Gabriel discussed an anonymous letter that pointed out that employee’s perceived range of leadership failures, and he reflected on how he and fellow leaders remain committed to addressing those concerns while upholding the value of leadership development. He discussed why WAPA leaders need to lean in now, more than ever, and engage in the rapidly changing industry and connect with our core values and leadership competencies.

“I found it very inspiring!” said Lands Manager and Acting Vice President of Natural Resources Heidi Miller. “We want to embrace a positive culture and make WAPA the best place to work, and we can do that if we embody WAPA’s core values. I am excited that senior executives want to invest in our leaders and employees to ensure that we understand and are proactive in this evolving industry.”

The All-Leadership Meeting featured a welcome message from Colorado Governor Jared Polis as well as two industry and customer panels.

“My biggest takeaway from the industry panels and keynote speakers was that the push for 100% renewable energy is purely social-driven, not science or economics,” said Field Maintenance Manager Marc Kress. “That makes it even more important to adapt and prepare.”

Acting Senior Vice President and Chief Administrative Officer Jennifer Rodgers recognized 10 participants of the 2020 Leadership Emergence and Development Program and 12 participants of the Craft Leadership Development Program.

The keynote speaker of the All-Leadership Meeting was Jeffrey Holzschuh, chairman of Morgan Stanley’s Institutional Securities Group, who provided a detailed financial outlook on the utility sector and discussed the importance of environmental, social and governance factors driving value for today’s investors.

“I was pleased at the importance investors are placing on environmental, social and governance factors, but particularly on governance, was highlighted,” said Senior Vice President and Acting Desert Southwest Regional Manager Tracey LeBeau. “More and more investors and shareholders are requiring corporate boards be more inclusive than in the past. They’re recognizing that it’s also good for their bottom line to be inclusive, in particular by including women.”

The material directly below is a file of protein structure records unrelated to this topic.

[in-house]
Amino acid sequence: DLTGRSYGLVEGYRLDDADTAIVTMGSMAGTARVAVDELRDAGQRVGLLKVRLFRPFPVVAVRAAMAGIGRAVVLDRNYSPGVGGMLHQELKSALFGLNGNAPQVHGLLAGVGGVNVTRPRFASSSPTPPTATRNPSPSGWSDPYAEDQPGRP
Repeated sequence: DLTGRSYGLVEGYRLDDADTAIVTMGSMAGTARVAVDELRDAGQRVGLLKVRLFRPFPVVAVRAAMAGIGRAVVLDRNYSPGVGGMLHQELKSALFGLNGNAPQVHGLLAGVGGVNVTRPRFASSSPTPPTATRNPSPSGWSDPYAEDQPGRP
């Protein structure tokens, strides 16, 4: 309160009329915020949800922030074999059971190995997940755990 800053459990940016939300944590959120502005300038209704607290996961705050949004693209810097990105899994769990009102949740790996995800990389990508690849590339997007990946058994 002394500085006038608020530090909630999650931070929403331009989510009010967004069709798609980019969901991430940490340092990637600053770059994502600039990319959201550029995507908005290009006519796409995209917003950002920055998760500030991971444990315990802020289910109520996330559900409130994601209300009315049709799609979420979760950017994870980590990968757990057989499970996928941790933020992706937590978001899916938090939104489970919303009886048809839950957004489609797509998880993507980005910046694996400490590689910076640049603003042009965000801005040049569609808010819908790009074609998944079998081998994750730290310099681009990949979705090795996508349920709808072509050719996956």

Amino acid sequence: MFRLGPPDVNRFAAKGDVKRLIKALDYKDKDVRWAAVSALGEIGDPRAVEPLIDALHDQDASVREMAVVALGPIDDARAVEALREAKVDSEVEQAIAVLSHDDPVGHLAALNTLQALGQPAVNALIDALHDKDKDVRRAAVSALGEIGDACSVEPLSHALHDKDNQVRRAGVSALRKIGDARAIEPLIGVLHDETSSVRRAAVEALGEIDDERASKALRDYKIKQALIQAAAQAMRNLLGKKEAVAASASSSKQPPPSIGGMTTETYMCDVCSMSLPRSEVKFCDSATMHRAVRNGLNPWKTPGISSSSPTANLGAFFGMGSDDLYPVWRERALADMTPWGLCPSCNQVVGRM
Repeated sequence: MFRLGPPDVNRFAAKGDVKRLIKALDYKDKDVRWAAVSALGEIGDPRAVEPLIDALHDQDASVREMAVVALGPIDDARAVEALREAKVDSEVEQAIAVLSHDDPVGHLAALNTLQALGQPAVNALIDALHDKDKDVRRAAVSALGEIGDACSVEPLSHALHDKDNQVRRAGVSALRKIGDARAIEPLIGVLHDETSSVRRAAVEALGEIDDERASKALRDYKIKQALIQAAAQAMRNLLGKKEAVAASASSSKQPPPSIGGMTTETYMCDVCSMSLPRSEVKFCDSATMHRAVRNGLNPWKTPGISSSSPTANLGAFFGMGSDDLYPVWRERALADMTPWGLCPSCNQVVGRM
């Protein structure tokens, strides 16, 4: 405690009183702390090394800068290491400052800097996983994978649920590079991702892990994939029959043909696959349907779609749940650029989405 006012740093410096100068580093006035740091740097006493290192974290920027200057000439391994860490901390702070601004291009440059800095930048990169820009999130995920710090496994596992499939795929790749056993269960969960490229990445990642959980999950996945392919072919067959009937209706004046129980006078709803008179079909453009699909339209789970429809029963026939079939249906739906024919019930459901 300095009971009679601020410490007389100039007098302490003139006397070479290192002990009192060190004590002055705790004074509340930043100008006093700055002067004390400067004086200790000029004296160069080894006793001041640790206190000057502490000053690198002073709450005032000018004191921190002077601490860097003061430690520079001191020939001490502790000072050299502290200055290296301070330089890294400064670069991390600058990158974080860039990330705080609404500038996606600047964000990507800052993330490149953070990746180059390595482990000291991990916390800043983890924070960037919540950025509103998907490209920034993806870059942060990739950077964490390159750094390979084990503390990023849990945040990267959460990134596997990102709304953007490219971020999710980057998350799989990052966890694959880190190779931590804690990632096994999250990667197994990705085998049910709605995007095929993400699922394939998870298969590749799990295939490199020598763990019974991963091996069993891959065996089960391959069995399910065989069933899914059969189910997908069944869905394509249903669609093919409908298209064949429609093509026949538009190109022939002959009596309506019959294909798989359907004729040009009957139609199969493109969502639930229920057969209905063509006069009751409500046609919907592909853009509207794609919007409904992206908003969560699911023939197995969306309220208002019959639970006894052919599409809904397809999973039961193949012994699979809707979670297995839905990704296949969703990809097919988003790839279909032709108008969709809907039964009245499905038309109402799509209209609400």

The All-Leadership Meeting closed with Management and Program Analyst Stacey Decker encouraging WAPA leaders to dive into the Summit training and networking opportunities and set their vision on sights beyond the immediate horizon.

“It was eye opening as a new supervisor to see how much value they’re putting on leadership training,” said Safety and Occupational Health Manager Tim Duffy. “I didn’t realize how much focus they have on developing our leadership teams.” 

Note: Barendsen is a public affairs specialist.


Colorado Governor Jared Polis addresses attendees at WAPA's 2020 Leadership
Summit in Denver Feb. 3-6. 


The Leadership Summit featured many break-out sessions so employees
could learn about WAPA initiatives and activities outside their normal work.